First timer’s guide to Spain
A must-read guide for anyone planning their first trip to Spain. The best insights on when and where to visit and ...KEEP READING
It’s been four years in the making but the 2016 Rio Olympic Games are almost here. Before you go brushing up on your Portuguese and pouring yourself a caipirinha, find out everything you need to know so you don’t miss a minute of the sporting action.
As the name suggests, the 2016 Rio Olympics are being held in Brazil’s Rio de Janeiro from Friday 5 August to Saturday 21 August. Rio trumped Madrid by 66 votes to win the bid back in October 2009. This will be the first Olympics ever held in Rio, with the Games expected to help regenerate the city and country’s social and financial reputation.
The opening ceremony kicks off at 8pm BRT on 5 August. Lucky for Australians, the time difference means you’ll need to set your alarm clocks for 9am on Saturday 6 if you want to wake up to watch the Games get underway at the Maracana Stadium.
There are 4,924 medals up for grabs across 42 sports played in 4 venues across 17 days of action. 10,500 athletes from 602 countries will be attending, along with 315 horses. Around 140,000 people will be involved in running the Games. 90,000 of these will be employees, outsourced staff, and media, and the other 50,000 will be volunteers. Approximately 3.6 billion global viewers will tune in to watch, with 3 billion of those utilising a second-screen device. If you haven’t yet joined Twitter, now would be a good time to start.
Golf returns to the Games this year after a 112 year hiatus, as does sevens rugby after 92 years.
While the opening ceremony starts the Games on Friday 5th, the action actually begins two days before with the highly anticipated football competition (featuring Brazil star, Neymar) kicking off on 3 August. Here’s a brief break down of when the big events begin:
Make sure you tune into the men’s 100m final on 14 August to see Usain Bolt run for his 3rd Olympic gold. If he takes out the medal, he will become a triple Olympic champion following wins in Beijing and London.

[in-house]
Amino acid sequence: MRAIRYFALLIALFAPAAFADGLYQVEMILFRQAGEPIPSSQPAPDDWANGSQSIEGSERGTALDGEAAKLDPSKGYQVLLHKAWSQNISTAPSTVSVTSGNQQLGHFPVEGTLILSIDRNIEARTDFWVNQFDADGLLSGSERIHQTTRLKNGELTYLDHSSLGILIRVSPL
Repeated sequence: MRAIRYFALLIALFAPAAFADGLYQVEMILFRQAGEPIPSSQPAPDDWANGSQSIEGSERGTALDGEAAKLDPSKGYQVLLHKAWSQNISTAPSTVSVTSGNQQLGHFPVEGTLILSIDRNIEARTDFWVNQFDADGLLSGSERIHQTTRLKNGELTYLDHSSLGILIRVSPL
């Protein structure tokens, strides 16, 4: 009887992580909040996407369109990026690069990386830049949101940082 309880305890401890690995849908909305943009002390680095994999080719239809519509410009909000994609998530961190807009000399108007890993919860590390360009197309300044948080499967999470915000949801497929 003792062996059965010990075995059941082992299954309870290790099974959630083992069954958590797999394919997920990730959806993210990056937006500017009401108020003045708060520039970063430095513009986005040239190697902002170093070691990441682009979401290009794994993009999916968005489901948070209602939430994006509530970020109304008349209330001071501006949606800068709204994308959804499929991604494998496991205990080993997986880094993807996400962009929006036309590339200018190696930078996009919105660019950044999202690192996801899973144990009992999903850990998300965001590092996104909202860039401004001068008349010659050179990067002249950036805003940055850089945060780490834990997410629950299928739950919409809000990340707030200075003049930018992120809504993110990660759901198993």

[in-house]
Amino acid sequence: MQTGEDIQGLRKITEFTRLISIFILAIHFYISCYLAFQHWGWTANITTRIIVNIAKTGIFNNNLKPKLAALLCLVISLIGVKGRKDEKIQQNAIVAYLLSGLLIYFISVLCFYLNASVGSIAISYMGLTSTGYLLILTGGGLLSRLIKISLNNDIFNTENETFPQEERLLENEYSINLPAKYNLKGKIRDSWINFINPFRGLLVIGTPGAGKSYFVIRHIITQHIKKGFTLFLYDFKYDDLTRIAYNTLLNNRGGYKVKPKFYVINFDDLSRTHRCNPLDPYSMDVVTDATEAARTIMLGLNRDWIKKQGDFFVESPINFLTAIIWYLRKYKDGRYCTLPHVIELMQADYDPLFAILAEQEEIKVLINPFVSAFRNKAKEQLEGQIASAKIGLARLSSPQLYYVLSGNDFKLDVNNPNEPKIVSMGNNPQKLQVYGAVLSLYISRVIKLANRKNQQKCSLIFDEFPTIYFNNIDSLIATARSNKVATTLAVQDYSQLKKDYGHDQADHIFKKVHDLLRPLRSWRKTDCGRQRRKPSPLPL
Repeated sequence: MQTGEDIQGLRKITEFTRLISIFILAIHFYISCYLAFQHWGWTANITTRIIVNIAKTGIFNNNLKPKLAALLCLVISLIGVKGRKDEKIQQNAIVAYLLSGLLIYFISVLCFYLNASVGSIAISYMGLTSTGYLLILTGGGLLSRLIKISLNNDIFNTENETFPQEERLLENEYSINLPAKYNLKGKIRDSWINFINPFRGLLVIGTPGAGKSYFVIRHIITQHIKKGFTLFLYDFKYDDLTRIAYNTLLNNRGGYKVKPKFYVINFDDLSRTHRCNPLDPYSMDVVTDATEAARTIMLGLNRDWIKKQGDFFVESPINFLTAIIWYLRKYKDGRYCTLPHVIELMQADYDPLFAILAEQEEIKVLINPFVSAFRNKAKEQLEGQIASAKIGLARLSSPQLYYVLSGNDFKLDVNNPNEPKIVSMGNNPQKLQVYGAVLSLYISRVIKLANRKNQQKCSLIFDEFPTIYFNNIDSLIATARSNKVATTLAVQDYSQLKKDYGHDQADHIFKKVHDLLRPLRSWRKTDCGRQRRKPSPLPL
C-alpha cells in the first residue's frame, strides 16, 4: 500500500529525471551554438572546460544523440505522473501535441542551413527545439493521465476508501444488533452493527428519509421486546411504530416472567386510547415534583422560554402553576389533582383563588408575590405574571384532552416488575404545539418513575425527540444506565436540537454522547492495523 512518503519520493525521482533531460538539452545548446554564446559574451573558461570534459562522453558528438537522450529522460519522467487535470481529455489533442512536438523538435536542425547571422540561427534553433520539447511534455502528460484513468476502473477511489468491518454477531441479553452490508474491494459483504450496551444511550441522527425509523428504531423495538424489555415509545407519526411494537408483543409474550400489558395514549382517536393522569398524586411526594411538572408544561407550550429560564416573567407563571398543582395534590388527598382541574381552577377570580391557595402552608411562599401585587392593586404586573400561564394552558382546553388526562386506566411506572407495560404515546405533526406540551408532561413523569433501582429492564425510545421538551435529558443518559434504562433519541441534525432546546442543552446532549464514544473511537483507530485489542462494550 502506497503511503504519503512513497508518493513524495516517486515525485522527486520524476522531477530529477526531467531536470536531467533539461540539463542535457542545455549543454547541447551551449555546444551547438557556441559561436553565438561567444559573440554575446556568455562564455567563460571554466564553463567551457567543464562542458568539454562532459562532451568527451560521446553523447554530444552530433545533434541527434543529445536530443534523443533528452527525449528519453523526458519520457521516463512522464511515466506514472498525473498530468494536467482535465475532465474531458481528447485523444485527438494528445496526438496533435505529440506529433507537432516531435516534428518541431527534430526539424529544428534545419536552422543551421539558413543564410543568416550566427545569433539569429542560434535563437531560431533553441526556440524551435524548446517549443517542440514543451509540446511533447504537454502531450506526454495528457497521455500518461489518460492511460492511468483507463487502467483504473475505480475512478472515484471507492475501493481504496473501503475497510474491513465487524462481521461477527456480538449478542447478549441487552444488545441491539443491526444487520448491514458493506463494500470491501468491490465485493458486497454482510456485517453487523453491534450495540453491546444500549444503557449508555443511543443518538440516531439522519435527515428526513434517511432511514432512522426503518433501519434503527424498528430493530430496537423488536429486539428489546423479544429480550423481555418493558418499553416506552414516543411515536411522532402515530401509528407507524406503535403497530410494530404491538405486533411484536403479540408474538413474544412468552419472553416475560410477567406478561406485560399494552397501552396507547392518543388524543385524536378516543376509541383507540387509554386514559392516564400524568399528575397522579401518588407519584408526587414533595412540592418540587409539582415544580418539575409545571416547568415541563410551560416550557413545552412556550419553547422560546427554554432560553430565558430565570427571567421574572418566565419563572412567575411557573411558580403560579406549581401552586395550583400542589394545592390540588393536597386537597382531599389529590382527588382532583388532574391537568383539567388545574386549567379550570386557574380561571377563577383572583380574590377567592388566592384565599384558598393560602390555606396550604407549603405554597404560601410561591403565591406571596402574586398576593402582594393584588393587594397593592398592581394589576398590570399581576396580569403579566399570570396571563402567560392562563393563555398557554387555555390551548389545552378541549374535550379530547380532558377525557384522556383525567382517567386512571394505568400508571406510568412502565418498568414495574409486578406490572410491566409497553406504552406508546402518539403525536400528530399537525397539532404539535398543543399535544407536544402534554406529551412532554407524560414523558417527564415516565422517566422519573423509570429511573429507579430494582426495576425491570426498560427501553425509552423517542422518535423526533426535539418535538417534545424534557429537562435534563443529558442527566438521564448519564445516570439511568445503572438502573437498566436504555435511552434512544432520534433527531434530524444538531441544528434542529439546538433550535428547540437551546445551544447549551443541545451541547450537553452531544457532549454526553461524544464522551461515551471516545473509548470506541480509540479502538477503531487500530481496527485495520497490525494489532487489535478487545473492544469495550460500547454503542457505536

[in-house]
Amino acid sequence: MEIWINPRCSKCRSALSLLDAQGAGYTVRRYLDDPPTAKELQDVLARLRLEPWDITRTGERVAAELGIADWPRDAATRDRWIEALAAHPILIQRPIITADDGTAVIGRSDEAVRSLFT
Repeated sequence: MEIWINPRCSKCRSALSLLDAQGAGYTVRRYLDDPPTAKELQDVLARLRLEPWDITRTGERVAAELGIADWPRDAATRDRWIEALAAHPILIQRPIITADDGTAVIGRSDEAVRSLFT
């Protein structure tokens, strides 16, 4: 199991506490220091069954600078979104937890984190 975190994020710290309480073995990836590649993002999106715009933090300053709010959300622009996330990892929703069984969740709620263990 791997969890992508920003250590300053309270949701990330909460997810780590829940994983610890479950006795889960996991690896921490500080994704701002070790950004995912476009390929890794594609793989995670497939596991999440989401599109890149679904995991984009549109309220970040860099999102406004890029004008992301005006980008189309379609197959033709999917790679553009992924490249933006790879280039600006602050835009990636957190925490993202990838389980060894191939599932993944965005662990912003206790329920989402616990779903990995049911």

Just as importantly, Jamaica’s Shelly-ann Fraser-Pryce could make history by becoming the first woman to win three Olympic 100m titles in a row and cement her spot as the greatest female sprinter of all time.
America’s Michael Phelps is back in the pool competing in his fifth Olympic games, having already won 22 Olympic medals.
And finally, watch homegrown favourites Talita Antunes and Larisa Franca fight it out on Copacabana Beach in the beach volleyball competition after having secured 61-straight victories in the lead up to the Games.
Australia are expected to send 440 athletes to Rio in August, and are hoping to scoop 13 gold medals, with our best chances being in the pool. Keep your eyes peeled for young hot shot Mitch Larkin, as well as Emily Seebohm, as both vie for gold medals in the 100m and 200m backstroke. Bronte Campbell will compete in the 50m and 100m freestyle, as well as heading up our chances in the women’s 4x100m relay.
Things are also looking good at Barra Velodrome with three chances for gold in the cycling. These include Anna Meares, Annette Edmondson and the women’s team pursuit.
Rounding out our gold hopefuls are our sailing team, Kim Crow in the women’s single sculls and our men’s hockey champions.
Don’t be too sad when the summer Olympics wrap up on August 21st. There’s another two weeks of sport to follow when the Paralympics run from 7 September to 18 September.
Visiting Hot Water Beach, Queenstown or any other well-known tourist hotspot in New Zealand is always an awesome ...KEEP READING